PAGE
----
The removal of Cuba from the list of nations that “do not fully cooperate” within the fight against terrorism might be a harbinger of a broader rapprochement – ​​if politics allows it

The US State Department away Cuba faraway from the list of nations that don’t cooperate ‘fully’ within the fight against terrorism, but you can be forgiven for not noticing.

The news got here without much fanfare: there was no press release and no public admission from President Joe Biden.

Rather, the choice was communicated by a spokesman for the ministry. who explained relatively dryly that“The circumstances for classifying Cuba as a 'non-fully cooperating country' have changed from 2022 to 2023.”

Despite the cautious announcement, Cuba's removal from the list is a giant deal. Counter-terrorism expert As a former U.S. State Department official who led the administration's counterterrorism sanctions initiatives, I view the newest move as a possible step toward rapprochement between Washington and Havana.

Delisting of Cuba

After the removal of Cuba, only North Korea, Iran, Syria and Venezuela remain on the list. adopted within the Nineteen NinetiesWhile being designated as a “not fully cooperating country” has few legal consequences, it does give pause to people, corporations and countries that may otherwise wish to do business with these states.

In some respects, the US State Department's announcement to remove Cuba from the list falls wanting actual practice.

Cooperation between the United States and Cuba on law enforcement issues is already underway. have restarted in 2023.

And on February 7, 2024, representatives from each countries took part in a Meeting of the US-Cuban Dialogue on Law Enforcementwhich promotes cooperation between the police of each countries – the sixth meeting of this type since 2015.

This meeting in February made it all of the more likely that Cuba can be faraway from the list of “not fully cooperating” states, which is reviewed annually by law. The query now could be what this implies for Cuba’s status within the United States as a “State sponsor of terrorism”, or SST – could that even be checked?

Unlike the list of “non-fully cooperating” states, there isn’t a obligation to review annually or at every other time who’s designated as a state sponsor of terrorism.

On and on and off again

Cuba has repeatedly appeared and disappeared from the list of states that support terrorism. The communist island state was First classified as a state sponsor of terrorism in 1982 by the Reagan administration. Cuba's support for left-wing militant groups equivalent to the FARC and the National Liberation Army (ELN) in Colombia within the Nineteen Eighties was cited by U.S. authorities as justification for the listing.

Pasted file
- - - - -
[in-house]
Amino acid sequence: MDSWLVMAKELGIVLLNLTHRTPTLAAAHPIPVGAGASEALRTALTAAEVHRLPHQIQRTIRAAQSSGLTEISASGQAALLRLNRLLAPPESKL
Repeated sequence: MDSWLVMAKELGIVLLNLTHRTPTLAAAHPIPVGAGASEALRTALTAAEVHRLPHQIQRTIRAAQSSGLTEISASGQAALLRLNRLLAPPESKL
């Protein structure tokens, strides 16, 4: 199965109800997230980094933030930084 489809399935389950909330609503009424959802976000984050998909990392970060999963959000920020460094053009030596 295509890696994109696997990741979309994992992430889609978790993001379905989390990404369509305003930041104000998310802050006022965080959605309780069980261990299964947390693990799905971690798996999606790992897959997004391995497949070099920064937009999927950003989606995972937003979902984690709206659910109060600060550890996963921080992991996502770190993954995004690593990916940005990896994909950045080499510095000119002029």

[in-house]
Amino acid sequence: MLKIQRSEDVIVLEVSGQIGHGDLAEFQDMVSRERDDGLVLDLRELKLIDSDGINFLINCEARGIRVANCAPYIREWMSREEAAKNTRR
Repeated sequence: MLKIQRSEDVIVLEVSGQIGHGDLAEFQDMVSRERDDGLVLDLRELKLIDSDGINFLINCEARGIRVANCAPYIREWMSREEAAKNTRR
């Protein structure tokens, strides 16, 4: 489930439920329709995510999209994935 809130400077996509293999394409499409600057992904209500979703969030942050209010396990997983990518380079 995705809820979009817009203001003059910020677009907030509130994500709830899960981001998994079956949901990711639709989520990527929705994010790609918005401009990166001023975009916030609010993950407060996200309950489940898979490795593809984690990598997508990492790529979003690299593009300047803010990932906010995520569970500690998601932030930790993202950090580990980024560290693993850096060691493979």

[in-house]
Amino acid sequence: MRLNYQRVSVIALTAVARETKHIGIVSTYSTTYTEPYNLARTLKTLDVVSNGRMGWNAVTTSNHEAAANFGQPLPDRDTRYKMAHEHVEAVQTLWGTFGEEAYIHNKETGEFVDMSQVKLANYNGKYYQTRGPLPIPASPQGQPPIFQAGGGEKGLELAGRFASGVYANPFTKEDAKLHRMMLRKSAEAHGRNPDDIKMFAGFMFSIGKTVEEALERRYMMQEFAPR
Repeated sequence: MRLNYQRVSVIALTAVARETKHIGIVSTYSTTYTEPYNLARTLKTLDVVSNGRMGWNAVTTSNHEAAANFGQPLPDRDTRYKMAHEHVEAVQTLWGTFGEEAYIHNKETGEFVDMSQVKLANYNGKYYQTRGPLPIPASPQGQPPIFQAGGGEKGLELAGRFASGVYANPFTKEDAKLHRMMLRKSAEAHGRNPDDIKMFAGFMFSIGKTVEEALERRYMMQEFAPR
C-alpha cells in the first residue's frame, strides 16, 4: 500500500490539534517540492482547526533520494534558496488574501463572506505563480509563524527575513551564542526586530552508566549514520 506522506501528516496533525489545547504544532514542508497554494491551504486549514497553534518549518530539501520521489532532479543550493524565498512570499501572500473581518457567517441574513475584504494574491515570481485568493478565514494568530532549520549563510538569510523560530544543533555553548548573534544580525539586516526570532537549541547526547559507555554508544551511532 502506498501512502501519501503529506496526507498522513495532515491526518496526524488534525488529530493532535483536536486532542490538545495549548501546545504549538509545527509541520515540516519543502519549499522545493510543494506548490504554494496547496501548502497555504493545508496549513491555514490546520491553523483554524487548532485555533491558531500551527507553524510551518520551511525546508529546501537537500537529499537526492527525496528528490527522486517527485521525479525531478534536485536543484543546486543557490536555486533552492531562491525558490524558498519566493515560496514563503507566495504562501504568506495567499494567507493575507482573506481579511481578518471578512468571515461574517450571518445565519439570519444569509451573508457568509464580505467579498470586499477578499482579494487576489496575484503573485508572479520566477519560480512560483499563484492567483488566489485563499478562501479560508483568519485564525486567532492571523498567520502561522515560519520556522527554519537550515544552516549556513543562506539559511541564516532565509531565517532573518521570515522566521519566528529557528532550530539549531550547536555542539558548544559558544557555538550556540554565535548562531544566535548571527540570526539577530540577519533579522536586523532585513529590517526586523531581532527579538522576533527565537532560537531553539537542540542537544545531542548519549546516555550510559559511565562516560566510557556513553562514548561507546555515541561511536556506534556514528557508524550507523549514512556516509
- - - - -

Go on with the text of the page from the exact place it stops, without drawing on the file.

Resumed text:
The Obama administration Cuba faraway from the list in April 2015, once we concluded that many years of sanctions against the country had had no effect – Cuba maintained its communist ideology. In short, we on the State Department thought it was time to take a brand new policy approach toward Cuba.

Cuban President Raúl Castro meets Barack Obama in Havana in 2016, as relations between the countries improved.
AP Photo/Ramon Espinosa

Donald Trump waited until the tip of his four-year term to Add Cuba again the list – after which needed to rush to achieve this before leaving the White House.

In fact, the choice was made so late that the notice within the Federal Register legalizing the choice published on 22 January 2021after the inauguration of Trump’s successor Biden.

According to the US Embassy in Havana, the Trump administration motivated by Cuba's refusal to extradite 10 ELN leaders live in Havana.

But national security experts have criticized the choiceand identified that Cuba has not actively supported groups equivalent to the ELN and FARC for many years.

In addition, the Trump administration’s reason for putting Cuba back on the list of states that support terrorism disappeared in August 2022, when Colombia suspended the arrest warrant against the ELN commanders that it had previously requested the extradition of.

In the hands of Havana

The consequences of being registered as a state sponsor of terrorism are more serious than those of a “non-fully cooperating” state. Include restrictions on US development aid, bans on the export and sale of defense goods and certain dual-use items, and various financial bans.